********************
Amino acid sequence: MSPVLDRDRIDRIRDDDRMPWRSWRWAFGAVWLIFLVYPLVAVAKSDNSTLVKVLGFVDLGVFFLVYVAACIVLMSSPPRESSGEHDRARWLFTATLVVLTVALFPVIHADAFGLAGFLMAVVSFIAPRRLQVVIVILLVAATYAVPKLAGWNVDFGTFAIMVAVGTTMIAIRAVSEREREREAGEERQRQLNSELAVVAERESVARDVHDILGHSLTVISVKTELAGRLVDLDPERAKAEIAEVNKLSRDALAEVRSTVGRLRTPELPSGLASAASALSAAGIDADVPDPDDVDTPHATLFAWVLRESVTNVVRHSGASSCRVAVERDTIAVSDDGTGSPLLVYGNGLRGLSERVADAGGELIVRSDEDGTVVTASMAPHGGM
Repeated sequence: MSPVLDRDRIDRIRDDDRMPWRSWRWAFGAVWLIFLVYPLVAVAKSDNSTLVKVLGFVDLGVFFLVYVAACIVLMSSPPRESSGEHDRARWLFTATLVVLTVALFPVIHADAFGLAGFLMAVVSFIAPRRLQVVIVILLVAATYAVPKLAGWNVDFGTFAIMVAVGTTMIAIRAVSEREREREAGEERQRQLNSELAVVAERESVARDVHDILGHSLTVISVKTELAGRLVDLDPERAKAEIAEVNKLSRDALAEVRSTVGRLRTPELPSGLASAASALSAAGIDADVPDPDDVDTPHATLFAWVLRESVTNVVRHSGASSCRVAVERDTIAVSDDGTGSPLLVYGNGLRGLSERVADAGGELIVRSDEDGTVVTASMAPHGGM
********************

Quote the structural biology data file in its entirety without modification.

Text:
Amino acid sequence: MSPVLDRDRIDRIRDDDRMPWRSWRWAFGAVWLIFLVYPLVAVAKSDNSTLVKVLGFVDLGVFFLVYVAACIVLMSSPPRESSGEHDRARWLFTATLVVLTVALFPVIHADAFGLAGFLMAVVSFIAPRRLQVVIVILLVAATYAVPKLAGWNVDFGTFAIMVAVGTTMIAIRAVSEREREREAGEERQRQLNSELAVVAERESVARDVHDILGHSLTVISVKTELAGRLVDLDPERAKAEIAEVNKLSRDALAEVRSTVGRLRTPELPSGLASAASALSAAGIDADVPDPDDVDTPHATLFAWVLRESVTNVVRHSGASSCRVAVERDTIAVSDDGTGSPLLVYGNGLRGLSERVADAGGELIVRSDEDGTVVTASMAPHGGM
Repeated sequence: MSPVLDRDRIDRIRDDDRMPWRSWRWAFGAVWLIFLVYPLVAVAKSDNSTLVKVLGFVDLGVFFLVYVAACIVLMSSPPRESSGEHDRARWLFTATLVVLTVALFPVIHADAFGLAGFLMAVVSFIAPRRLQVVIVILLVAATYAVPKLAGWNVDFGTFAIMVAVGTTMIAIRAVSEREREREAGEERQRQLNSELAVVAERESVARDVHDILGHSLTVISVKTELAGRLVDLDPERAKAEIAEVNKLSRDALAEVRSTVGRLRTPELPSGLASAASALSAAGIDADVPDPDDVDTPHATLFAWVLRESVTNVVRHSGASSCRVAVERDTIAVSDDGTGSPLLVYGNGLRGLSERVADAGGELIVRSDEDGTVVTASMAPHGGM